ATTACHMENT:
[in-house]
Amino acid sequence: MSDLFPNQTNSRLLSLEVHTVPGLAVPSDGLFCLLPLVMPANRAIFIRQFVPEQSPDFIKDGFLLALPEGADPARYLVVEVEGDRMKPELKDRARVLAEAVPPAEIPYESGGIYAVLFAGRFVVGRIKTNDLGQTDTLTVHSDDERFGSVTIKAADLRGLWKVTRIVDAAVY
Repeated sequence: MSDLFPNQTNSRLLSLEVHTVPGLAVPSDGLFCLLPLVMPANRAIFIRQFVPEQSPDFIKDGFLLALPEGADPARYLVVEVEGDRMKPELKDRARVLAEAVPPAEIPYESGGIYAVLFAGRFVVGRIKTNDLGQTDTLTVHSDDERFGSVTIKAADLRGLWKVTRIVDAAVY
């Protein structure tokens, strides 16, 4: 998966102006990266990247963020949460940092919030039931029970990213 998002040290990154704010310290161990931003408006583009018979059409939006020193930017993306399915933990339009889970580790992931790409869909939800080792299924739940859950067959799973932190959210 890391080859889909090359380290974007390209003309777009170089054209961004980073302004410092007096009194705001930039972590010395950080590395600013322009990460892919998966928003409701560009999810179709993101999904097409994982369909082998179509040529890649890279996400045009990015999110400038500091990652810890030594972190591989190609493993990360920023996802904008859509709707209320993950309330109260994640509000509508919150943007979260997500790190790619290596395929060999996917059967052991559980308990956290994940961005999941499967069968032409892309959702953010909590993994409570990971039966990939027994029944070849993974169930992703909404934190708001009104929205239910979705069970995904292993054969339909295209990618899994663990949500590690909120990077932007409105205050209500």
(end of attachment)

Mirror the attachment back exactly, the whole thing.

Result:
[in-house]
Amino acid sequence: MSDLFPNQTNSRLLSLEVHTVPGLAVPSDGLFCLLPLVMPANRAIFIRQFVPEQSPDFIKDGFLLALPEGADPARYLVVEVEGDRMKPELKDRARVLAEAVPPAEIPYESGGIYAVLFAGRFVVGRIKTNDLGQTDTLTVHSDDERFGSVTIKAADLRGLWKVTRIVDAAVY
Repeated sequence: MSDLFPNQTNSRLLSLEVHTVPGLAVPSDGLFCLLPLVMPANRAIFIRQFVPEQSPDFIKDGFLLALPEGADPARYLVVEVEGDRMKPELKDRARVLAEAVPPAEIPYESGGIYAVLFAGRFVVGRIKTNDLGQTDTLTVHSDDERFGSVTIKAADLRGLWKVTRIVDAAVY
């Protein structure tokens, strides 16, 4: 998966102006990266990247963020949460940092919030039931029970990213 998002040290990154704010310290161990931003408006583009018979059409939006020193930017993306399915933990339009889970580790992931790409869909939800080792299924739940859950067959799973932190959210 890391080859889909090359380290974007390209003309777009170089054209961004980073302004410092007096009194705001930039972590010395950080590395600013322009990460892919998966928003409701560009999810179709993101999904097409994982369909082998179509040529890649890279996400045009990015999110400038500091990652810890030594972190591989190609493993990360920023996802904008859509709707209320993950309330109260994640509000509508919150943007979260997500790190790619290596395929060999996917059967052991559980308990956290994940961005999941499967069968032409892309959702953010909590993994409570990971039966990939027994029944070849993974169930992703909404934190708001009104929205239910979705069970995904292993054969339909295209990618899994663990949500590690909120990077932007409105205050209500």